Ans: This is a condition in which there is delay or deficiency in all aspects of development, i.e. there is global and noticeable deficiency in the development of motor, cognitive, social and language functions. This is the commonest form of developmental disability. In many ways, mental retardation is also representative of developmental disabilities in general, in its causation, nature, and care.

Children with intellectual impairment are different from their peers in that they need more individual attention than other children. However, they need as much love and support as other children do. With early intervention, most children are able to live efficient and satisfactory lives. Encourage independence in the child. For example, help child learn daily care skills, such as dressing, feeding him or herself, using the bathroom, and grooming. Give child chores. Keep her age, attention span and abilities in mind. Break down jobs into smaller steps. For example, if child’s job is to set the table, first ask her to get the right number of napkins.

Q. 12. Define ‘AIDS’ and ‘HIV’.

Ans: AIDS stands for Acquired Immuno Deficiency Syndrome. AIDS is a serious condition that weakens the body’s immune system, leaving it unable to fight off illness. AIDS is the last stage in a progression of diseases resulting from a viral the Human Immunodeficiency Virus (HIV or AIDS virus).

Q. 13. What are the ‘Myths’ and ‘Misconceptions’ regarding ‘AIDS’?

Ans: HIV is the same as AIDS. This is false. HIV means Human Immunodeficiency Virus, and AIDS (Acquired Immuno Deficiency Syndrome) is the collection of symptoms, diseases, and infections associated with an acquired deficiency of the immune system. While HIV is the underlying cause of AIDS, not all HIV-positive individuals have AIDS, as HIV can remain in a latent state for many years.

Some common myths regarding how a person can get HIV are by:

• sharing food with an infected person.

• hugging an infected person.

• insect bites. or

• only from gays or drug users.

Science has provided us with answers to these myths. HIV is not transmitted through casual contact. A person cannot get HIV by sharing food with an infected person or hugging an infected person. An insect bite will not transmit HIV. The evidence shows that HIV is not spread through touch, tears, sweat, or saliva. You cannot catch HIV by:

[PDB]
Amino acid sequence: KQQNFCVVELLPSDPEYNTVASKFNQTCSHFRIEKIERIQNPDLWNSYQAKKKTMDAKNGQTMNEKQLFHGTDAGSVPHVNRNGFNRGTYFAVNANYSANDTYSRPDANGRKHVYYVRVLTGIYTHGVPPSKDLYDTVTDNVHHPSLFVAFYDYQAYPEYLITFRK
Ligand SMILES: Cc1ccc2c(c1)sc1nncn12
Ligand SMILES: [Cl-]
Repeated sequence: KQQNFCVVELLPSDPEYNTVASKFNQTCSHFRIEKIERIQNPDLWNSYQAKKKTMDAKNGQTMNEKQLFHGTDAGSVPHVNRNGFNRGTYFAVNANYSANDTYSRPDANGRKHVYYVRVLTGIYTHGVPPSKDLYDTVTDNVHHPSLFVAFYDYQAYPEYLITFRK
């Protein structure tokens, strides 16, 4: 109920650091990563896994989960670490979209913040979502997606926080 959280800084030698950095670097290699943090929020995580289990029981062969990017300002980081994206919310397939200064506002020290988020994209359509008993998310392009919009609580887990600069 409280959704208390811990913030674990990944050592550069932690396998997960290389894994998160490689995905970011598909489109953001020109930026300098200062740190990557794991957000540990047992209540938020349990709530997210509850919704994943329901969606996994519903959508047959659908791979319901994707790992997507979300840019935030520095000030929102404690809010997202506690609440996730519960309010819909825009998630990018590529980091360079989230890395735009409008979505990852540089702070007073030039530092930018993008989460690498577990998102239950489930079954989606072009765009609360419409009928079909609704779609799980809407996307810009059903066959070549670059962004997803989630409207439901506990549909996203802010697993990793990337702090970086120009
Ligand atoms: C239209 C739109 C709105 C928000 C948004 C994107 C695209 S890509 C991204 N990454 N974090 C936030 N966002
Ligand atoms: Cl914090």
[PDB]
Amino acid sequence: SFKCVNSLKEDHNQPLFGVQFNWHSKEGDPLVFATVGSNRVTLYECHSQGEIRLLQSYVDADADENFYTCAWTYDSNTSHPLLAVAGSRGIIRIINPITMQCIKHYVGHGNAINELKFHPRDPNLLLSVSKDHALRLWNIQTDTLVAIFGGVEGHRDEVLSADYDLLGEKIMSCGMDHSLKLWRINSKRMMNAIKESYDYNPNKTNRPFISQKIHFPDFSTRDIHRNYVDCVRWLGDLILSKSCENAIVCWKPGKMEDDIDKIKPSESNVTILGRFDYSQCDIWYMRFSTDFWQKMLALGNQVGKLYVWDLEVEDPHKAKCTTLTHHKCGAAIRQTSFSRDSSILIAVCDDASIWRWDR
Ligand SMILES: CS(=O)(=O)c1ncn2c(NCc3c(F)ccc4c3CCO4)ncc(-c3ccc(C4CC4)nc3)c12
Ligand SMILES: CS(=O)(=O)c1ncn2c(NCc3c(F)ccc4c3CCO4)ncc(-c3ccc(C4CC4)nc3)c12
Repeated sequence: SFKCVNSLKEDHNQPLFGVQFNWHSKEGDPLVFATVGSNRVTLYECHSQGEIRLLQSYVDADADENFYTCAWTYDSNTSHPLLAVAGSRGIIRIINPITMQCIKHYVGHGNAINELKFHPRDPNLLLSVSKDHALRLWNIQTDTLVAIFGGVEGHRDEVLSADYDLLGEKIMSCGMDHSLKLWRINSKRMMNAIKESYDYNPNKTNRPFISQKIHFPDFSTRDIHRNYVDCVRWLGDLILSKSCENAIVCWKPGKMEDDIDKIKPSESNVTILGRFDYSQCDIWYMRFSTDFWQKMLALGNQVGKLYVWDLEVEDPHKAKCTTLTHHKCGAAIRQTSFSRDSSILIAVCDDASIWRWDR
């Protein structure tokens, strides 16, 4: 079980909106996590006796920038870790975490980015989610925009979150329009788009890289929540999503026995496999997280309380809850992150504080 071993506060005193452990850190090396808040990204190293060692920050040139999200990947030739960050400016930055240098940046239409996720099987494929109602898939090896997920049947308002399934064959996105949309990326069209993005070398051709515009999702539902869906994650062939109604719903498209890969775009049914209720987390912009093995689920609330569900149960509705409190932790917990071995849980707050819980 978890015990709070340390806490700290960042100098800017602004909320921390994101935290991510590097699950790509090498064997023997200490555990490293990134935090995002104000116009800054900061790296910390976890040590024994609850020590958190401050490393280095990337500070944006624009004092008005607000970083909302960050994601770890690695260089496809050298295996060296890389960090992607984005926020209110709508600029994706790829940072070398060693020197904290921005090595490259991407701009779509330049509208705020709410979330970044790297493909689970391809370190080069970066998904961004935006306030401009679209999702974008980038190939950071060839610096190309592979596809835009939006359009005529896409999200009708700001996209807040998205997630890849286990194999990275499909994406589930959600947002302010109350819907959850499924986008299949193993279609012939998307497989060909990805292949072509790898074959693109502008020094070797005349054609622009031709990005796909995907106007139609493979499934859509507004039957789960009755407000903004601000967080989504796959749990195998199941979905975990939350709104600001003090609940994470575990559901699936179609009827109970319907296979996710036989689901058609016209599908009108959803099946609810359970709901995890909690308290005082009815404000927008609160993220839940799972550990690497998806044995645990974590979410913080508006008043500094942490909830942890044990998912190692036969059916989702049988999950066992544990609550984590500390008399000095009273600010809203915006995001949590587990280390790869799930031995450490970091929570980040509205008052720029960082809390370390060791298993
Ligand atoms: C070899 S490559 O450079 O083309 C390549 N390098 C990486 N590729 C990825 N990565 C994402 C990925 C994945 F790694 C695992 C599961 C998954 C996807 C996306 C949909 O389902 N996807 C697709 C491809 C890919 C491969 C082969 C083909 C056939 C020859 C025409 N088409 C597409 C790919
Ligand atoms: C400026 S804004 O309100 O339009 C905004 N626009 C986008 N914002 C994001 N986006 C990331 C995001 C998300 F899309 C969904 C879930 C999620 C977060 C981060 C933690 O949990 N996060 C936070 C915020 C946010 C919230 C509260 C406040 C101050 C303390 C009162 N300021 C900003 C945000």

(i) Breathing the same air as someone who is HIV positive.

(ii) Touching a toilet seat or doorknob handle after an HIV-positive person.

(iii) Drinking from a water fountain.

(iv) Hugging, kissing, or shaking hands with someone who is HIV positive.

(v) Sharing eating utensils with an HIV- positive person.

(vi) Using exercise equipment at a gym.

You can get it from infected blood, semen, vaginal fluid, or mother’s milk.

Q. 14. Write a note on safe motherhood.

Ans: Some 1,400 women die every day from problems related to pregnancy and childbirth. Tens of thousands more experience complications during pregnancy, many of which are life-threatening for the women and their children-or leave them with severe disabilities. The dangers of child bearing can be greatly reduced if a woman is healthy and well nourished before becoming pregnant, if she has a health check-up by a trained health worker at least four times during every pregnancy, and if the birth is assisted by a skilled birth attendant such as a doctor, nurse or midwife. The woman should also be checked during the 12 hours after delivery and six weeks after giving birth. Government’s have a particular responsibility to make prenatal and postnatal services available, to train health workers to assist at child-birth, and to provide special care and referral services for women, who have serious problems during pregnancy and child-birth.

Methods: Many women die every day from problems related to pregnancy and child-birth. Many more experience complications during pregnancy, many of which are life-threatening for the women and their children-or leave them with severe disabilities. The dangers of childbearing can be greatly reduced if a woman is healthy and well nourished before becoming pregnant, if she has a health check-up by a trained health worker at least four times during every pregnancy, and if the birth is assisted by a skilled birth attendant such as a doctor, nurse or midwife. The woman should also be checked during the 12 hours after delivery and six weeks after giving birth.

Investments in safe motherhood not only improve women’s health and the health of her family, but also increase the labor supply, productive capacity and economic well-being of communities, ultimately having a positive impact on the economy. Children whose mothers die or are disabled in childbearing have drastically diminished prospects of leading a productive life. The burden on women associated with frequent pregnancies, poor maternal health, pregnancy complications and caring for sick children drains their productive energy, jeopardises their income-earning capacity, and contributes to their poverty. Investments in safe motherhood not only improve women’s health and the health of her family, but increase the capacity and economic well-being of communities, ultimately having a positive impact on the economy.

Pillars of Safe Motherhood